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'Blow' Overdoses on Druggie Cliches

By Desson Howe
Washington Post Staff Writer
Friday, April 6, 2001


    'Blow' Johnny Depp and Jordi Molla play drug dealers in "Blow." (L. Sebastian/New Line)
It seems so long ago when cocaine hung like white guano inside the cavernous nostrils of disco dancers and party animals across America.

But is the world really looking for "Blow," a snappy biopic about America's ultimate coke king, George Jung? How much does anyone want to go back to that era? I guess that's a matter of taste, demographics and Hollywood's usual draw: casting.

After all, this movie stars Johnny Depp, whose job here is to buff up Jung's drug-dealing history with winning ways, a compelling history and a good-looking face. And oh yeah, this is a cautionary tale.

I'll say this: "Blow," directed by Ted Demme, does have an exhilarating opening sequence – a sort of narrative coke rush that lasts about 40 minutes. It starts with the sweet, very young George Jung looking at his bankrupt parents and saying with piteous prescience: "Are we going to be poor? 'Coz I don't want ever to be poor."

Cut immediately to Manhattan Beach, where now-adolescent Jung and his pal, Tuna (Ethan Suplee), discover how easy it is to sell weed on the beach. In a matter of a few scenes, they have become local drug dealer Derek Foreal's (Paul Reubens) major salesmen.

"I really feel like I belong somewhere," says "Boston George" Jung. "I feel right."

Before too long, Jung and his new inner circle, including free-love gal Barbara (Franka Potente) and Boston pal Kevin Dulli (Max Perlich), are chartering flights to Mexico, buying the green crop in bulk, then flying to Boston and making a real killing.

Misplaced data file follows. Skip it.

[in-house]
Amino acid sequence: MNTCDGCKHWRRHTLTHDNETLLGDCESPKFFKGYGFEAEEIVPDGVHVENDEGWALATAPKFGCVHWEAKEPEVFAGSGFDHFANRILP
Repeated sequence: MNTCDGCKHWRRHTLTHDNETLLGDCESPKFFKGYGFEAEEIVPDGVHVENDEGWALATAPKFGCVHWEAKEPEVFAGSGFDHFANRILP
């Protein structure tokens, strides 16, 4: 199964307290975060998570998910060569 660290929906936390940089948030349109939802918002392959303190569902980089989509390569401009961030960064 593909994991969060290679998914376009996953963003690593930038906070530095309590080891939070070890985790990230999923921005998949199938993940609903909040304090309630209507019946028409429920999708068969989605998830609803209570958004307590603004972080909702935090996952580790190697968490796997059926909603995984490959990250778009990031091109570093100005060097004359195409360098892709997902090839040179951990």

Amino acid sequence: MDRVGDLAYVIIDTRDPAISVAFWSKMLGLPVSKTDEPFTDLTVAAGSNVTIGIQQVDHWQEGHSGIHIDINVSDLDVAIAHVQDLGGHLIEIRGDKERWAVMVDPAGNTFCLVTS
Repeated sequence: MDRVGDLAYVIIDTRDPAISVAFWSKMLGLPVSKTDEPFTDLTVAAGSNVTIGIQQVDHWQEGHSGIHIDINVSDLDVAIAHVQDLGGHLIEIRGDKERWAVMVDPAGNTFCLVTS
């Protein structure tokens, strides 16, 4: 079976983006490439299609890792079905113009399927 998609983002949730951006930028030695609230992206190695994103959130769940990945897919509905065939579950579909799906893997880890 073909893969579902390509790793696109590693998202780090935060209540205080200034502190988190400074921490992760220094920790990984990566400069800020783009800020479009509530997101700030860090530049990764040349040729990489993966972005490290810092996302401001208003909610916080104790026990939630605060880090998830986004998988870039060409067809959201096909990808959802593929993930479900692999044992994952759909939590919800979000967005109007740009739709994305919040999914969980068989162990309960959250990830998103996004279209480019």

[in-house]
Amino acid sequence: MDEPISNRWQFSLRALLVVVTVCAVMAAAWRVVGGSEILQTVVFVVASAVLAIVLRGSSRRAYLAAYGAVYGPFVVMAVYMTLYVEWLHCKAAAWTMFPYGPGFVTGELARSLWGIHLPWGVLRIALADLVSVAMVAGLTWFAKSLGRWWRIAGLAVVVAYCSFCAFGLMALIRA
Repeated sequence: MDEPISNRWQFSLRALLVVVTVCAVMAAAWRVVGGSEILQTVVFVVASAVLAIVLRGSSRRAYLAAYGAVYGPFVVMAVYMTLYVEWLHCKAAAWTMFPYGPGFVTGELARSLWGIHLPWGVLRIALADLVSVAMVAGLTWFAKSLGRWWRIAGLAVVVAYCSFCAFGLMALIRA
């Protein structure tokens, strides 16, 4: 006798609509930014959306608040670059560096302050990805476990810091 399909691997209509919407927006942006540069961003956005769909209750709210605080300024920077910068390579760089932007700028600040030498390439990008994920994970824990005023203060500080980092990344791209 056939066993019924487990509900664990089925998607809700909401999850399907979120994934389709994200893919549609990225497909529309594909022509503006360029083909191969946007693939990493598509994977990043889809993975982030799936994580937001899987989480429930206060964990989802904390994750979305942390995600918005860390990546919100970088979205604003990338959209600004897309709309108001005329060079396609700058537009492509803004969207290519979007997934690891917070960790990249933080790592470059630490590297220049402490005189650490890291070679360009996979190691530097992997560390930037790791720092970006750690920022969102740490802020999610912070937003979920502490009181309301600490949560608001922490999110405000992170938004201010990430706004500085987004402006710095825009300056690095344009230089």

It's just a matter of time before Jung, eternally framed in sunglasses, gets corporate. Now he's hopping Learjets to meet with main man Pablo Escobar – the cartel leader who fed America's coke-sniffing culture of the 1970s and 1980s, not to mention several thousand action-movie villains.

The movie's too bogged down by too many been-there-snorted-that cliches. You can feel the "rise and fall" scenario taking its predictable shape far too soon. It's a cinch, for example, that Jung's second romance, with Latin party girl Mirtha (Penelope Cruz) will escalate into tumbler-shattering, coke-crazed domestic scream-athons. And we can bank on penitentiary time for our hero.

Also, director Demme's use of Jung's relentless narration, punctuated with rock songs of the times, seems patterned too closely to "GoodFellas." And having Ray Liotta (the star of "GoodFellas") in the movie makes this parallel even more pronounced. Speaking of whom: Liotta plays Depp's father, not with performance, credibility or conviction, but makeup. It may be Dad who needs intervention for powder abuse.

You don't leave this movie hating it, by any means. Depp is, as mentioned, a likable Jung. And if any element takes us through the movie, it's him. But if screenwriters David McKenna and Nick Cassavetes (adapting the Jung biography by Bruce Porter) have attempted to make something original out of this True Story, it's not readily apparent. Which makes you wonder, just a little, what it was about "Blow" that made it a "go" project.

"Blow" (R, 107 minutes) – Contains drug use, violence, obscenity and nudity.


Copyright 2001 The Washington Post Company

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